This can lead to infections in the mouth, periodontal disease, tooth decay, and even loose or missing teeth. That's why regular dental care is essential to preventing pain or disease in the gums.

  • How can I tell if my pet has oral hygiene issues?

    Did you know that your pet's behavior can indicate they are experiencing oral health issues? If your pet is experiencing dental problems, they might yawn excessively, paw at their gums and teeth, stop grooming properly, drool more than usual, or grind their teeth.

    Other signs of oral health problems can include swollen gums, tooth discoloration and bad breath. Some pets may even suffer from pain that keeps them from eating. Read more about symptoms to the left under Pet Teeth Cleaning & Exams. 

  • What long-term problems can poor oral health potentially cause in my pet?

    On top of causing oral health problems from bad breath to periodontal disease and tooth decay, poor oral health can also lead to diseases elsewhere in the body, including the kidneys, heart, liver and other organs.  

    Cysts or tumors may develop. Your pet may also not feel well in in general (if you've ever had a toothache, you know how it can affect your mood!). In addition, diseases related to oral health conditions can shorten the lifespan of your pet and cause significant pain. 

    This is why regular dental care is so essential to animals' physical health and wellbeing.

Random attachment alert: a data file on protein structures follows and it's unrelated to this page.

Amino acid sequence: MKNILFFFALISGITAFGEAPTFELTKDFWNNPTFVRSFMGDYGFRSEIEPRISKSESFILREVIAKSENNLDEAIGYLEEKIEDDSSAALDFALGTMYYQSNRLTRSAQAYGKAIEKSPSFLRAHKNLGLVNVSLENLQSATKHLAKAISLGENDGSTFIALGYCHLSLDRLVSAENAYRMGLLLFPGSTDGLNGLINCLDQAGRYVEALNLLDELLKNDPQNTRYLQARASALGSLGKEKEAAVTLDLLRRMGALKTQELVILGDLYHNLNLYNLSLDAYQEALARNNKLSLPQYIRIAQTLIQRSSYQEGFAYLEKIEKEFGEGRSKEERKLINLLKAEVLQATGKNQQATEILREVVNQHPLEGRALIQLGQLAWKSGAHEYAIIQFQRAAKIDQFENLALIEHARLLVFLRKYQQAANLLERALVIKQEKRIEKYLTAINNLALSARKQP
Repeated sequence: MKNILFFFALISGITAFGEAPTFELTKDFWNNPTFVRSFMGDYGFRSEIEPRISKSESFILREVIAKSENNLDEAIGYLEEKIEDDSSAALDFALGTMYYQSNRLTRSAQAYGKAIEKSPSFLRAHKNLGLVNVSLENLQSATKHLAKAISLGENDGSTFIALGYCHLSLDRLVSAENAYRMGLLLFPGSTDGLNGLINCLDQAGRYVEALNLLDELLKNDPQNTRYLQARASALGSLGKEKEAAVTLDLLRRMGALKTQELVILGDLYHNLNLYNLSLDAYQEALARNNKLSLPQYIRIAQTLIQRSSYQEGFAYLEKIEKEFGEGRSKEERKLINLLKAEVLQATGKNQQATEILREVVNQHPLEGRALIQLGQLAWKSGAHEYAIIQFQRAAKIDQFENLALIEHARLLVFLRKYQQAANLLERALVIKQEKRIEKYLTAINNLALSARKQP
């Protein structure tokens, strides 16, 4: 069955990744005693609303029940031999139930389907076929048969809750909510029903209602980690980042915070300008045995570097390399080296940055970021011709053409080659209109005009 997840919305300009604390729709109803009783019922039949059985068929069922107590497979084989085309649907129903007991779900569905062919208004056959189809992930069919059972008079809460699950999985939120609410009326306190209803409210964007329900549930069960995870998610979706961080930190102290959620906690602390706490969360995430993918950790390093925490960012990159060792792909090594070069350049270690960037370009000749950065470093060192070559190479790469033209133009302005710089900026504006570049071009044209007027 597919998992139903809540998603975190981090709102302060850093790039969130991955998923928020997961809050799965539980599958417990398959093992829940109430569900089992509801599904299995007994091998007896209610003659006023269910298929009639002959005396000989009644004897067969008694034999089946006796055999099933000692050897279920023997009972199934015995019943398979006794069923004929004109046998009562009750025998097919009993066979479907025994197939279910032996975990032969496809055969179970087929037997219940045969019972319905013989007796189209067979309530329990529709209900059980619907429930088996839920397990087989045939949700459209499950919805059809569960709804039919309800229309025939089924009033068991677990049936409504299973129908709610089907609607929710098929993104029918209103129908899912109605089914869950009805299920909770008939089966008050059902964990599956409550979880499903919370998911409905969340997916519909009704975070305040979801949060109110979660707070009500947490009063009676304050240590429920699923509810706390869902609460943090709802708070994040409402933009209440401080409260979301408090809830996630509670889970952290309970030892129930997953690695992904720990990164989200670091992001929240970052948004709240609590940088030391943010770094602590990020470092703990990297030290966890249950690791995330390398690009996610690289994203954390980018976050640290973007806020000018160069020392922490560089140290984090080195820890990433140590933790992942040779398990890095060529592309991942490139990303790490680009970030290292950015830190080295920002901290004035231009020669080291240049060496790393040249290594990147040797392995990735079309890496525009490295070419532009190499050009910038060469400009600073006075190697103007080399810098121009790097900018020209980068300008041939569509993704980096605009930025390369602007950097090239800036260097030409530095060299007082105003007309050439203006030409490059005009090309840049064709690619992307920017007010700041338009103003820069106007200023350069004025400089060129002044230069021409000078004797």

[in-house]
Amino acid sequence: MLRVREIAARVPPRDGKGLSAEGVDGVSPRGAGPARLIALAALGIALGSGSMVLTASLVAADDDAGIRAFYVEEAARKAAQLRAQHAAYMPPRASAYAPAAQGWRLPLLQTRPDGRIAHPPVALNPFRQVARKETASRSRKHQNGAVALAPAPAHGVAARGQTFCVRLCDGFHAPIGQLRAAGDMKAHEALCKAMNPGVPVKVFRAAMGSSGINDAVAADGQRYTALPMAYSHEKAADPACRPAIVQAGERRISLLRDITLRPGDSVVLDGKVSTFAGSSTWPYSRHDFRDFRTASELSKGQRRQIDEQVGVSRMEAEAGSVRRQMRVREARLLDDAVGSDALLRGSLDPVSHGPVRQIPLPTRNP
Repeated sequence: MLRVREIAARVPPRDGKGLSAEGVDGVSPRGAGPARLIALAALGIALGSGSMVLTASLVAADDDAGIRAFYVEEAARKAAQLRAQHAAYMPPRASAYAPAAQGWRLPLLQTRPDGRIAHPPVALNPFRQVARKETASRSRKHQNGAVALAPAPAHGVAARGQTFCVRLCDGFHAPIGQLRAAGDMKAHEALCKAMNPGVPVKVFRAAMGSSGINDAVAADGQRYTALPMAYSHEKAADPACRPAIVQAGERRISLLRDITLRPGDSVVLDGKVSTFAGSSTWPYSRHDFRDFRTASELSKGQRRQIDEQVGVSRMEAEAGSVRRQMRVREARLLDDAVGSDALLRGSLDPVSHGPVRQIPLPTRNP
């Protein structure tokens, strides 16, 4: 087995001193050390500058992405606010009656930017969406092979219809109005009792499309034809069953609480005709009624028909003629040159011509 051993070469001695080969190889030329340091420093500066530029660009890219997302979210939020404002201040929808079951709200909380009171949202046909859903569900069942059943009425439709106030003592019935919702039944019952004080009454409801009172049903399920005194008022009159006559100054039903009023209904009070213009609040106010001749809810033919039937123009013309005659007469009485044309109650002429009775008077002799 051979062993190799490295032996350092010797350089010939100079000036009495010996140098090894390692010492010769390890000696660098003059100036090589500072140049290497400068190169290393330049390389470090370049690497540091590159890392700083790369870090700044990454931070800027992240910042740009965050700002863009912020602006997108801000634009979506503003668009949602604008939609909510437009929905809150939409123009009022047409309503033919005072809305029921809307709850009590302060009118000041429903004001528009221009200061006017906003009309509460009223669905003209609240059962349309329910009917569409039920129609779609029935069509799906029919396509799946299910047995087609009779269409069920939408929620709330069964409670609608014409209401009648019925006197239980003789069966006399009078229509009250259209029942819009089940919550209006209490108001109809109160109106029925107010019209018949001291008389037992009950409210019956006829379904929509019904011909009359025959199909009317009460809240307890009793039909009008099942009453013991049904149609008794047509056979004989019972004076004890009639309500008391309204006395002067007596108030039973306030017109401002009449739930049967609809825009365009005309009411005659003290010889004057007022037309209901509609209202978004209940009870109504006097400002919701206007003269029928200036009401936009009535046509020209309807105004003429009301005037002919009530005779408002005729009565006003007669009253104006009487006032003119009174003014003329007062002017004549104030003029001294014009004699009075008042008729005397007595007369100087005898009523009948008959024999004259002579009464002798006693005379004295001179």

• What happens during a pet teeth cleaning appointment?

    During your pet’s regular oral exam, the vet will examine his or her mouth and look for oral health conditions or any symptoms needing treatment.

      The vet will clean your pet's tartar and other debris from your dog or cat's teeth. If they identify gingivitis, cavities, or other conditions which need treatment, they will explain them to you and provide advice about the actions you should take to help your pet's oral health. 

      In some instances, surgery will need to be used to treat conditions which have become more serious. We will provide your pet with anesthesia before their surgery as well as pain management to ensure they don't experience discomfort or pain during the procedure. However, special care will be needed post-surgery. 

    • What should I do at home to keep my pet’s teeth clean between dental appointments?

      At home, you should brush your pet's teeth on a regular basis and give them dental chew toys. These will help eliminate plaque. 

      Do not allow them to chew on things that will damage their teeth, such as bones, toys or objects that are too hard. Always contact your vet with any questions or concerns regarding your pet's oral health. 

    Veterinary Dentistry: Anesthesia & Your Pet's Oral Health

    During dental procedures, cats and dogs won't understand what is happening. They will often react by struggling or biting. To help make the process as comfortable and safe as possible, we provide anesthesia to all of our patients before performing any dental procedure. This puts less stress on the animals and allows us to x-ray their mouth as needed. 

    Contact Us To Learn More

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    New Patients Are Always Welcome

    We are always happy to see patients at our animal hospital! Get in touch today to get started. 

    Contact Us

    (860) 673-4000